The first day of the Wisconsin Film Festival fell on April Fools' Day, so it was appropriate to kick off with a film about two master pranksters who make fools out of the World Trade Organization.
"The Yes Men" won't reach theaters until August, but Milwaukee filmmakers Chris Smith and Sarah Price and co-director Dan Ollman gave a sold-out Orpheum Theatre audience a preview of their devastatingly funny new documentary. Price and Smith have been frequent visitors to the festival over the years, having brought films such as "American Movie" and "Home Movie" to town.
"The Yes Men" follows two anti-globalization activists whose weapons of choice aren't bullhorns and placards, but three-piece suits and PowerPoint presentations. Posing as WTO representatives, they get invited to speak at business conferences around the world, where they offer up proposals so outrageous and ridiculous that they assume they'll be found out.
The Yes Men, a movie, follows a couple of anti-corporate activist-pranksters as they impersonate the World Trade Organization at business conferences around the world.
Instead, global trade's best and brightest nod and applaud as they propose a "management leisure suit" that allows a boss to remotely monitor his Third World sweatshops, or a mechanism to recycle First World human waste into Third World fast food.
Smith says the WTO has unsuccessfully tried to shut down "The Yes Men's" Web site, but have since dropped its combative approach, knowing it only generates more media coverage. "If there's no conflict, there's no news story," he says.
But that laissez-faire approach might not suffice in the face of "The Yes Men," which deftly mixes comedy with some uncomfortable truths about the impact of unfettered trade. The film should get a big push in theaters, too; MGM/United Artists bought the film at the Toronto Film Festival, and the film rights in many other countries have been snapped up as well.
Earlier in the evening, the Orpheum Theatre had pop culture icons featured on both its screens rock 'n' roll icons in the Main Theatre, and a film icon at the Stage Door.
The Main Theatre was hosting a sold-out screening of "Festival Express," a documentary that follows a 1970 cross-Canada concert tour featuring The Band, the Grateful Dead, Janis Joplin and others. Instead of traveling by bus or plane, the musicians went from city to city on a private train that quickly became a 40 mph round-the-clock party and jam session.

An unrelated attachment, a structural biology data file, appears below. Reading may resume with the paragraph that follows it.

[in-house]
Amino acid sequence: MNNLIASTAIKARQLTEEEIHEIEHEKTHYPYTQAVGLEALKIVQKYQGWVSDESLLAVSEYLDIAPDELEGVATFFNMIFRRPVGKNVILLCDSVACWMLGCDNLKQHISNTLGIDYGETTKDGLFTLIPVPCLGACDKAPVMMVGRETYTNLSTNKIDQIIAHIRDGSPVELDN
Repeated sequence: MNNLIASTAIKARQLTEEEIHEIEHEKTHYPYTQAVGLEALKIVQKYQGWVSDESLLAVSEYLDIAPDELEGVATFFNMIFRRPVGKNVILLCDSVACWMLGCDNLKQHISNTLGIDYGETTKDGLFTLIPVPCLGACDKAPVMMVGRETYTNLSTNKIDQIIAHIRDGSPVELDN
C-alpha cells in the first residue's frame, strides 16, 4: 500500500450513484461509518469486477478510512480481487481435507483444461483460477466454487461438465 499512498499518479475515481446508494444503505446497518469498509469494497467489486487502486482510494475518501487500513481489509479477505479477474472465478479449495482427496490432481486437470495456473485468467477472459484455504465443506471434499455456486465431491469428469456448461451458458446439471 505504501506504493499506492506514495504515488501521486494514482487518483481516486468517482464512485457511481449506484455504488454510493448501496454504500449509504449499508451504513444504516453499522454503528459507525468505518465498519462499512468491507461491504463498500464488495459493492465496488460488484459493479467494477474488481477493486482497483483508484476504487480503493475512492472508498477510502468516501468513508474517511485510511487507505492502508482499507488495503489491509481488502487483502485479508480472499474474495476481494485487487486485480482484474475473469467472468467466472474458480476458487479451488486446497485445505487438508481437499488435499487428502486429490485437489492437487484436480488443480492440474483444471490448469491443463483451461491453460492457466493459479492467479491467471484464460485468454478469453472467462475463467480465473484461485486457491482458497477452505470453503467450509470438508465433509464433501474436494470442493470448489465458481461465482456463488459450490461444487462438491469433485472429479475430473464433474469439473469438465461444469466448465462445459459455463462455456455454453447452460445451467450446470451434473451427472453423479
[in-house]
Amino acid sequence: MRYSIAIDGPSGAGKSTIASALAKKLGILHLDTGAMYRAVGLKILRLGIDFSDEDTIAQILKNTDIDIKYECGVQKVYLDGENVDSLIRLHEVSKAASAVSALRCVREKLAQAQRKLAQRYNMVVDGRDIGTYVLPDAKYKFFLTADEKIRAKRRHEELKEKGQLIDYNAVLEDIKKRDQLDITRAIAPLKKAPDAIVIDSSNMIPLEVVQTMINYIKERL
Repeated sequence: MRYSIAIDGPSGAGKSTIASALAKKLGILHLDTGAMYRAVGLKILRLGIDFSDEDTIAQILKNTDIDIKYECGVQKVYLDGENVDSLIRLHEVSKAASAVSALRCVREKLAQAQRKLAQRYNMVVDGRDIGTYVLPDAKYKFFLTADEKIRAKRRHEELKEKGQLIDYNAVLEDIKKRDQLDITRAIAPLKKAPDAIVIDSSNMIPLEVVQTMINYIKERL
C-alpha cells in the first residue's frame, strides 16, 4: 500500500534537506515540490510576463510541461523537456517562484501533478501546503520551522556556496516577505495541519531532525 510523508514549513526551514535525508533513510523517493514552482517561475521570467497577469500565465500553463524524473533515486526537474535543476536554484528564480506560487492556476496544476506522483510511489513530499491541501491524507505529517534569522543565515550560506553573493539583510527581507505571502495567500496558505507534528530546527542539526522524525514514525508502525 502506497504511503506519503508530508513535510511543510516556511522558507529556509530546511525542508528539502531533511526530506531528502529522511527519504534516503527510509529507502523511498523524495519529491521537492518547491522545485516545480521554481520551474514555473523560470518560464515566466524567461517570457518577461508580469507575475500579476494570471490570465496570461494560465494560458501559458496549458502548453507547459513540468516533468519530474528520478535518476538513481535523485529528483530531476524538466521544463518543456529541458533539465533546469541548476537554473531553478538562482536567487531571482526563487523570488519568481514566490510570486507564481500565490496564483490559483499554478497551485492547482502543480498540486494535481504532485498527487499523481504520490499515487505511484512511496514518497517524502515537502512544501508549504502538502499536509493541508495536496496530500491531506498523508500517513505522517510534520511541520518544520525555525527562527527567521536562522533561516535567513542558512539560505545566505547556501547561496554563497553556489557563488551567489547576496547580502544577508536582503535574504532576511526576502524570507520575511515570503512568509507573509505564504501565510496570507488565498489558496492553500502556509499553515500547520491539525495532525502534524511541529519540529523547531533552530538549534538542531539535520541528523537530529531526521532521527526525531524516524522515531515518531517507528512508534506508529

The entertaining film mixes backstage footage with some truly breathtaking performance footage. Even though they were separated from the musicians by a movie screen and 34 years, the Orpheum audience applauded and cheered the best performances, especially by the fearless, vulnerable Joplin.
Meanwhile, the Stage Door was showing "Charlie," the new biopic on Charlie Chaplin by Time magazine movie critic Richard Schickel. The film looks evenly at both Chaplin's on-screen brilliance and off-screen personal turmoil, culminating when American audiences essentially turned their backs on him after a paternity scandal.
Schickel said that while his film tried to capture all sides of Chaplin's complex nature, the essential Chaplin remains the one seen on screen in "City Lights," "The Kid" and others. Schickel's film featured numerous clips from those classic comedies, which clearly still had the power to make modern audiences laugh.
"There was an unpleasant side to Chaplin, as there always is to people with gigantic egos," Schickel said. "But it doesn't make any difference if he was a nice guy or not. The point is, whatever's up there is what it's all about."
The four-day festival continues today through Sunday, with some standby tickets available at the door for all screenings. For more information, visit www.wifilmfest.org.
Copyright 2003 The Capital Times